Highs and lows of Asian companies in 2009

Mar 01, 2010
<p>IR practitioners from South East Asia, China and Hong Kong discuss their highs and lows of the past 12 months</p>

Lenovo – Hong Kong
‘We devote a lot of effort to enhancing investors’ understanding of the company by organizing investor days, roundtables and webcasts, as well as actively participating in investment conferences and roadshows,’ explains Lenovo vice president of IR Gary Ng. ‘The PC industry was hard hit by the global economic crisis and, consequently, the operating environment for Lenovo became extremely challenging.’

Lenovo also underwent a major management change in early 2009. ‘The main challenge has been building investor confidence in the new management and the firm’s ability to turn around the business,’ Ng explains. He says his goals for the coming year are to revamp Lenovo’s IR website and to involve senior management more in IR events and direct dialogue with investors.

China Vanke – China
The company had a busy 2009, undergoing an A-share capital raising. ‘At the time we proposed the capital raising, issuing stock was treated negatively by the capital markets. Following dedicated efforts in communication with our investors, however, we garnered 99.99 percent shareholder approval for our fund-raising,’ explains Kelly Lee, officer of the board at China Vanke. ‘We have been trying to create better communication with our investors by launching online initiatives.

‘It’s not just presentations, conferences, roadshows, and investor visits that have increased in frequency. We have also launched an online register system to help improve efficiency and transparency.’

Ping An Insurance – China
Perennial IR Magazine Award winner Ping An likes to go the extra mile when it comes to communicating with investors. It took the brave step of publishing the cell phone numbers of its IR team members on its website. ‘We believe there are few listed companies around the world that have made it their practice,’ explains Jun Yao, secretary of the board of directors at Ping An.

The insurance company also undertook a major strategic investment in Shenzhen Development Bank, one of the largest transactions by value ever made domestically in China. ‘Since its announcement, Ping An has been proactively communicating with investors, regulators and the market at large, gaining their recognition. The transaction was approved by more than 99 percent of the votes in our shareholding meetings,’ Yao states.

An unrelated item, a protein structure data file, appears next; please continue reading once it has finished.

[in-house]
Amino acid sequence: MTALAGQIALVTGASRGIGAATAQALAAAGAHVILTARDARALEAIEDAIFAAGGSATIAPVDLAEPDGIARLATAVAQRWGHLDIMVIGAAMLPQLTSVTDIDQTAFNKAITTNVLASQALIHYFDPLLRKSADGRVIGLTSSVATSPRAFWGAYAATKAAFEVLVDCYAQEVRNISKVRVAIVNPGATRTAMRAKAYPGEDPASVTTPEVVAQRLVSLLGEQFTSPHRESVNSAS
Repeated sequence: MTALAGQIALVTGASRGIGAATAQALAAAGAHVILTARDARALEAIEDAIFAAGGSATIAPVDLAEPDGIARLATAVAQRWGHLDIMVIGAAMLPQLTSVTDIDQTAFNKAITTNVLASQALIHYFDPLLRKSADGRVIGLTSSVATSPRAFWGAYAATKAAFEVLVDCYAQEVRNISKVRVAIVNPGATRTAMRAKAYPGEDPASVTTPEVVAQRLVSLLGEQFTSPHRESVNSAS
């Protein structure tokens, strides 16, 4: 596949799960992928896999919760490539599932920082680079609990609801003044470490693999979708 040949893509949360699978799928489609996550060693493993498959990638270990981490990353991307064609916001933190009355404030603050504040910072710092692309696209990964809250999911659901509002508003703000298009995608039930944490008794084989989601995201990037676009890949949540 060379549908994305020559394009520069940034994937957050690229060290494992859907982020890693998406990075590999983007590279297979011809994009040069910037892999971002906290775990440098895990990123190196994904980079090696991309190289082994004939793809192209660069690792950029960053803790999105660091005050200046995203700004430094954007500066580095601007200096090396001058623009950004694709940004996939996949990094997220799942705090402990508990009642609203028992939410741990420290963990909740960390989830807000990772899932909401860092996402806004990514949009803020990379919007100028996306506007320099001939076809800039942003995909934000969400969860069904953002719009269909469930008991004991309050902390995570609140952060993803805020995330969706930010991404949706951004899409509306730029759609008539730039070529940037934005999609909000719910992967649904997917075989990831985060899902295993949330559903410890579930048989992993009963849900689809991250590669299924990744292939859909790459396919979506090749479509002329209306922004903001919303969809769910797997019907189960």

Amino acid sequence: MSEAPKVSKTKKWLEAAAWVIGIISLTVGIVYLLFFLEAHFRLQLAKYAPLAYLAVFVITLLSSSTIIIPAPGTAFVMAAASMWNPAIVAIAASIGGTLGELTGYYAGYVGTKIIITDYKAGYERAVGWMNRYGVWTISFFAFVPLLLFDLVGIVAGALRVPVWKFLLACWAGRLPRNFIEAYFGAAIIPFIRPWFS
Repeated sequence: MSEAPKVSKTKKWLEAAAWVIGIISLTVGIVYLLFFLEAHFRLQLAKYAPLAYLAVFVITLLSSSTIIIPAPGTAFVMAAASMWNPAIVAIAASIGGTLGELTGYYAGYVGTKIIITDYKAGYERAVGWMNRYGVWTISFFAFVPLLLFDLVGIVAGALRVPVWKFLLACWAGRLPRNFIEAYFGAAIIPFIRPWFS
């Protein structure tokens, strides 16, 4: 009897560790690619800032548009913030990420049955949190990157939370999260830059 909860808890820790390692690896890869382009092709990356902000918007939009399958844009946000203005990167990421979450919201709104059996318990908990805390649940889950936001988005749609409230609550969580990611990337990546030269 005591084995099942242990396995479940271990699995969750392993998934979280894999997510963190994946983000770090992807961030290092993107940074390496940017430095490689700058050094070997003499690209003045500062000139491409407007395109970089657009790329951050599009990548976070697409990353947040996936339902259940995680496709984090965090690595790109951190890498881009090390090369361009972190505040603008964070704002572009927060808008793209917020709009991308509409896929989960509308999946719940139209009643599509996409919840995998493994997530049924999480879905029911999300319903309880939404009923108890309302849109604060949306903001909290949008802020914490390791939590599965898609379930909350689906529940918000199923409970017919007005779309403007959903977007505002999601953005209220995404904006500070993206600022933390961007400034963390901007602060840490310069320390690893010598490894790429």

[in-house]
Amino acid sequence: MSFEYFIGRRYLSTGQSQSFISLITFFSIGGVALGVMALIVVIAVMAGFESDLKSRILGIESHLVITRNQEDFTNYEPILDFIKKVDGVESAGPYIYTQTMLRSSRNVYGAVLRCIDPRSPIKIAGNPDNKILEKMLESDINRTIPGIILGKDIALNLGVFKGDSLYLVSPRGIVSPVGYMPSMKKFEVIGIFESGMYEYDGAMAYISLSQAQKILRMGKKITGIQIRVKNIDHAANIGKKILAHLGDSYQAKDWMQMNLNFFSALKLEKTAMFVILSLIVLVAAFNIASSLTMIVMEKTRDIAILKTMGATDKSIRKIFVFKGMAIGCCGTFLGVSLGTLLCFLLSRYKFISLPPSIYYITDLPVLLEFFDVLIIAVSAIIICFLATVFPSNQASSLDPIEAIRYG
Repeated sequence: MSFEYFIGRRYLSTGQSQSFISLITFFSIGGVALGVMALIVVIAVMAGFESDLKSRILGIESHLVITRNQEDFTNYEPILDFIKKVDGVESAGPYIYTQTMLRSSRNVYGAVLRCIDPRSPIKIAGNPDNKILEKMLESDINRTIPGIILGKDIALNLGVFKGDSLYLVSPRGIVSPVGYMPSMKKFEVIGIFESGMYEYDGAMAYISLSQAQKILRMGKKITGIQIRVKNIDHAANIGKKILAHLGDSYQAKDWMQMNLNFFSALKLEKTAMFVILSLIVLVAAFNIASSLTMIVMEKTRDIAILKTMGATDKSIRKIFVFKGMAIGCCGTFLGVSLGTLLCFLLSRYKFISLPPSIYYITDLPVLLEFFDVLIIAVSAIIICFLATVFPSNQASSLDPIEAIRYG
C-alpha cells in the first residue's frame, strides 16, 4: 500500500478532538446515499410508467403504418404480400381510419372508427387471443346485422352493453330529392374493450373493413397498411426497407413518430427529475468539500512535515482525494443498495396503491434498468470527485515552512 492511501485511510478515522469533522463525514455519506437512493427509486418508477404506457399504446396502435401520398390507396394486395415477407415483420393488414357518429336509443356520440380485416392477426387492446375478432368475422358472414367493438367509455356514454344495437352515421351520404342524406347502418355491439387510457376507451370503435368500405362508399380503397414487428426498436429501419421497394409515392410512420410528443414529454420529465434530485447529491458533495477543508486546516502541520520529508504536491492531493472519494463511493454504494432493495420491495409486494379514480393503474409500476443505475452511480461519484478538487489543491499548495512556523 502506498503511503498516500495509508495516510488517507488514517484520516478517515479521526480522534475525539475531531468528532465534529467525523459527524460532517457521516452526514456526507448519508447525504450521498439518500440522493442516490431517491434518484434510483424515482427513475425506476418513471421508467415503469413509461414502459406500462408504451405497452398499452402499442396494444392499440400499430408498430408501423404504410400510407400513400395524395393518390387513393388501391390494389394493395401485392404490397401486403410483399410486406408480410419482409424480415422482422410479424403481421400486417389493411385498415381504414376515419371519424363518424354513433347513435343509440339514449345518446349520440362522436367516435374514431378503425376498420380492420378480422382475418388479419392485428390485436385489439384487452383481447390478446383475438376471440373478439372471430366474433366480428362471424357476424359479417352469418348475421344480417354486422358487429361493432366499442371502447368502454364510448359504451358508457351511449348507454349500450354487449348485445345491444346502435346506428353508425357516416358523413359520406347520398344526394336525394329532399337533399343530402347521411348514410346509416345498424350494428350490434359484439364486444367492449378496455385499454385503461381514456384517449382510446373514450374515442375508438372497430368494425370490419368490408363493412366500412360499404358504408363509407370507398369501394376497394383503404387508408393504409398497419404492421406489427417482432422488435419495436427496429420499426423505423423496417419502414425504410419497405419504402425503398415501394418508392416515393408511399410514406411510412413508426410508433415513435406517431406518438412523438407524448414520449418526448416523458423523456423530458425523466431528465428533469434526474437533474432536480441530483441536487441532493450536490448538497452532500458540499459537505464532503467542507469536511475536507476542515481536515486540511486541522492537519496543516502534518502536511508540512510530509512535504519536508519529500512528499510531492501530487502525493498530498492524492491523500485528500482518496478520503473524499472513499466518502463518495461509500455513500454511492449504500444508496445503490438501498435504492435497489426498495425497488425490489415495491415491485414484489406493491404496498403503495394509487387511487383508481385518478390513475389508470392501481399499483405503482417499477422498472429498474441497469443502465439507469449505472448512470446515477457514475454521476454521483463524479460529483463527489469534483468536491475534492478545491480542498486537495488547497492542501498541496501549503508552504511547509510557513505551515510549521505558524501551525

Olam – Singapore
The firm, which listed in 2005, has two people in its IR team, led by Rajesh Chopra, head of corporate affairs and IR, who has been with Olam for 12 years. He is joined by IR manager and former IR Magazine Award winner Chow Hung Hoeng.

‘This year we made a shift in our corporate strategy to enhance our commitment to various attractive niche activities. We had to beef up our efforts in communicating our renewed strategy and the rationale behind it,’ Chopra explains.

‘To implement the strategy, we had to campaign for equity and debt capital and update shareholders on the planned use of the funds raised. It is critical to update the investors on a regular basis about our growth plans, capital structuring and how we are putting their money to good use.’

City Developments – Singapore
Singapore-based City Developments (CDL) does not have a dedicated investor relations team – but it does have a dedicated chief financial officer: Goh Ann Nee.

‘One of the areas in which we have received positive feedback is the holding of our media and analysts briefings for our half-year and full-year results in the morning instead of in the evening,’ Goh notes. ‘This allows the media and analysts to digest the released information prior to the briefing and provides for a more in-depth Q&A session with management.’

CDL has also taken the extra step to voluntarily disclose its environmental and social performance by publishing a yearly sustainability report, based on the Global Reporting Initiative guidelines.

‘During the financial crisis, the trend for raising capital was to adopt traditional methods such as rights issues and convertible bonds. One of the challenges we faced was explaining our reluctance to follow that herd instinct,’ Goh recalls. 

Instead, the company decided to take the more unorthodox route of issuing Islamic bonds  – known as sukuk – and in 2008 announced the pioneer issuance of Singapore’s first sukuk-ijarah unsecured financing arrangement, by completing a S$1 bn ($706 mn) Islamic Trust Certificate Program.

‘This allowed us to focus on exploring emerging avenues for growth,’ Goh explains. ‘Being a pioneer in this area meant we had to face a new set of IR communication challenges: we had to explain the concept of Islamic financing, which was fairly new in Singapore, and address an entirely new pool of global investors from the Islamic community.’

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